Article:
This collection of essays offers new perspectives that foster our understanding of the crucial role the Bible played in medieval culture as well as in the wake of the Reformation across Europe. The thirteen essays open up new horizons for the study of biblical drama by putting special emphasis on periodisation, the intersections of biblical narrative and performance, and the strategies employed by playwrights to rework and adapt the biblical source material. Special emphasis is placed on multitemporality, transnationality, and the modalities of performance and form in relation to the uses of the Bible in medieval and early modern drama. The three aspects are intertwined: particular modalities of performance evolve, adapt and are re-created as they intersect with different historical times and circumstances. These intersections pertain to aspects such as dramatic traditions, confessional and religious rites, dogmas and debates, conceptualisations of performance and form, and audience response – whenever the Bible is evoked for performative purposes. The collection thus stresses the co-presence of biblical and contemporary concerns in the periods under discussion, conceiving of biblical drama as a central participant in the dynamic struggle to both interpret and translate the Bible.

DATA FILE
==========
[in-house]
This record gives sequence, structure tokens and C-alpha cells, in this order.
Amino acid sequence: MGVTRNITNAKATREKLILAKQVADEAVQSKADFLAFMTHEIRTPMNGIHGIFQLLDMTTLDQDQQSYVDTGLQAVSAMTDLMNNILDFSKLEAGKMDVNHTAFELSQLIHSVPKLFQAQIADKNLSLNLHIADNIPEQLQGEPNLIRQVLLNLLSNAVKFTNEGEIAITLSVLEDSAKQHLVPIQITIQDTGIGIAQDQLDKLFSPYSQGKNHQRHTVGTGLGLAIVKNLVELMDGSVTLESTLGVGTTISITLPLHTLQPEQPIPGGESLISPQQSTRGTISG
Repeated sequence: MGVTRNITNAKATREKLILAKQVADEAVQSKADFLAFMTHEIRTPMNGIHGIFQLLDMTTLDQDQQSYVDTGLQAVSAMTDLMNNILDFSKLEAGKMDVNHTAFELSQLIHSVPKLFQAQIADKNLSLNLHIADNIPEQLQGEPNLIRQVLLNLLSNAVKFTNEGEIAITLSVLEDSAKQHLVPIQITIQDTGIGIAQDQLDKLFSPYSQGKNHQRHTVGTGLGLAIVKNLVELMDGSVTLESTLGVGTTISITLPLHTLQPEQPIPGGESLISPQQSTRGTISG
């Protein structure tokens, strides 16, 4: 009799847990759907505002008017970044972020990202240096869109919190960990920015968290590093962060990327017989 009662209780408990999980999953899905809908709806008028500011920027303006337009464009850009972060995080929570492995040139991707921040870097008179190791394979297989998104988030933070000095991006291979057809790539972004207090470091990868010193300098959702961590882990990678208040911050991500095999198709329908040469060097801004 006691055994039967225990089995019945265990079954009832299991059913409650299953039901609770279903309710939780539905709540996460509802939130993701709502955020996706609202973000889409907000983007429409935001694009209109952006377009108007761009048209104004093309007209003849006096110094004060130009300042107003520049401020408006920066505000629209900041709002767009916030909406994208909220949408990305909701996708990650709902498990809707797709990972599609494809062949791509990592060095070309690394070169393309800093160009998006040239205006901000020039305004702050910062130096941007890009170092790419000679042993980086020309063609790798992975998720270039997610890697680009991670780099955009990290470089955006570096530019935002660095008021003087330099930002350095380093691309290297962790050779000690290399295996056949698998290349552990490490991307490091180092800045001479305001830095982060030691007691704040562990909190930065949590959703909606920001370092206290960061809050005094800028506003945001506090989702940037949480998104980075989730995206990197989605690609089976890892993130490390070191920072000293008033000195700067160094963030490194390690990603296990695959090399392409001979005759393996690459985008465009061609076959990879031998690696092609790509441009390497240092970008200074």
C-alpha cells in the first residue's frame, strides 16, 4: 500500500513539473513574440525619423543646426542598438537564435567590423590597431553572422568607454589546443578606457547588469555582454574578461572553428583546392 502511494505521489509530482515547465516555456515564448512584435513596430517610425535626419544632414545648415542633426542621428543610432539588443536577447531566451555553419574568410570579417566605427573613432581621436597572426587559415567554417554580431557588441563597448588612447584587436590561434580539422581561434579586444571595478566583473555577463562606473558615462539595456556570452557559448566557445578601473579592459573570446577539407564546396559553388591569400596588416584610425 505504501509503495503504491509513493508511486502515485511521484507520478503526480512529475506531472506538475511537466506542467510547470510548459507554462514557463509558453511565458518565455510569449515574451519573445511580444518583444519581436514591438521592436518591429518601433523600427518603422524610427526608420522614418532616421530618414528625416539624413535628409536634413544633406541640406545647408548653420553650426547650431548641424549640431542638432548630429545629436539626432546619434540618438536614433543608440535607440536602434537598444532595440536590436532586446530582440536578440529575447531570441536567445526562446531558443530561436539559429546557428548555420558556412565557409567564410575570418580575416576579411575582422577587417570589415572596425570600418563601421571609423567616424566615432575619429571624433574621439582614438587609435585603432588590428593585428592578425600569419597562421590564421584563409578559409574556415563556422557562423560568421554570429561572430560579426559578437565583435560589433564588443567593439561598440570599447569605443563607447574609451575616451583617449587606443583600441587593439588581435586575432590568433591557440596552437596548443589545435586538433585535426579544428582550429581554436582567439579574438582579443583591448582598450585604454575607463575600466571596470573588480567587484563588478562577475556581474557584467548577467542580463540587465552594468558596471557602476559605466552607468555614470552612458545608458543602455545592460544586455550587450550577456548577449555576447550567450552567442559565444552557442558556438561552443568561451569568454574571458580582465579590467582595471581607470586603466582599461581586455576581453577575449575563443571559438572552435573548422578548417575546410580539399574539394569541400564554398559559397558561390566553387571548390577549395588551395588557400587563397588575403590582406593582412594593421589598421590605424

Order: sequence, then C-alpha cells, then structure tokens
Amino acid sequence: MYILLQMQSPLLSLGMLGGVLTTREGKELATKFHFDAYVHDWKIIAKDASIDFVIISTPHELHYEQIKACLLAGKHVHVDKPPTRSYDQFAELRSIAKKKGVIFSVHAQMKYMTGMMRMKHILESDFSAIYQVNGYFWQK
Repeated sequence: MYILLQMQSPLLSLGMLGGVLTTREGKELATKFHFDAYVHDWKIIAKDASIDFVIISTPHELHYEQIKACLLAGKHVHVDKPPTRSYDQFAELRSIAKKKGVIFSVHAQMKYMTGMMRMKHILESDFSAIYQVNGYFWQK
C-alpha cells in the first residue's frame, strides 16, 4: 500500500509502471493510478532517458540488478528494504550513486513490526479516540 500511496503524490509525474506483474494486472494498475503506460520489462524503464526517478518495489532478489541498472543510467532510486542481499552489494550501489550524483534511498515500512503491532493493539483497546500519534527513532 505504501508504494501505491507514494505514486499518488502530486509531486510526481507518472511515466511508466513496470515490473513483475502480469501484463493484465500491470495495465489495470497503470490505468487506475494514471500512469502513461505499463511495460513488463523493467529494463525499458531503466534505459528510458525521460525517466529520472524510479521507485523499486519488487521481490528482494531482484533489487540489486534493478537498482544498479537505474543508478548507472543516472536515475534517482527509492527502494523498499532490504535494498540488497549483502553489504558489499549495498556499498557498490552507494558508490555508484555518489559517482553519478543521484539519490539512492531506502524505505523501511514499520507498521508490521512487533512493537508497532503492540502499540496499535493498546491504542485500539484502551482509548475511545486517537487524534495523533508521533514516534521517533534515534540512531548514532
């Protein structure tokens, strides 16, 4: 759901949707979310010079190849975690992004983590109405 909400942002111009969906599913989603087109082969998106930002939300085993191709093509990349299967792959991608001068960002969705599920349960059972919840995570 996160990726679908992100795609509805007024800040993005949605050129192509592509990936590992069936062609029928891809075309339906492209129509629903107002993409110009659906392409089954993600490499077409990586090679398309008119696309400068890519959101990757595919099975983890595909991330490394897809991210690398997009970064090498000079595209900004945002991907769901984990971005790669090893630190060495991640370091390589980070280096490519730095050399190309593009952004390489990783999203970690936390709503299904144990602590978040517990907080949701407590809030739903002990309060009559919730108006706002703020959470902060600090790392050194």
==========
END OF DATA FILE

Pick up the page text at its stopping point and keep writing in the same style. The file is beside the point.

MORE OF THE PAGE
–3. 23 Wilson, Israelitish Origin , pp. 80–1. 24 Joep Leerssen, ‘On the Edge of Europe: Ireland in Search of Oriental roots, 1650–1850,’ Comparative Criticism , 8 (1986), 94–6; Brian H. Murray, ‘The Last of the Milesians: In Search of Ireland's Biblical Past, 1760–1900’, in Bradford Anderson and Jonathan Kearney, eds, Ireland and the Reception of the Bible: Social and Cultural
. Newer research, however, suggests that the process of translation and reading of the Scriptures cannot be studied in isolation from imperial networks. The works of Hilary Carey, Hephzibah Israel, Isabel Hofmeyr, Heather Sharkey, Stephen Batalden, R. S. Sugirtharajah and others, some of them contributors to this book, have opened up important conversations about the reception of the Bible in imperial (and mostly non-western) contexts. 46 In Chapter 6 of this volume, Batalden shows how the Bible Society's presence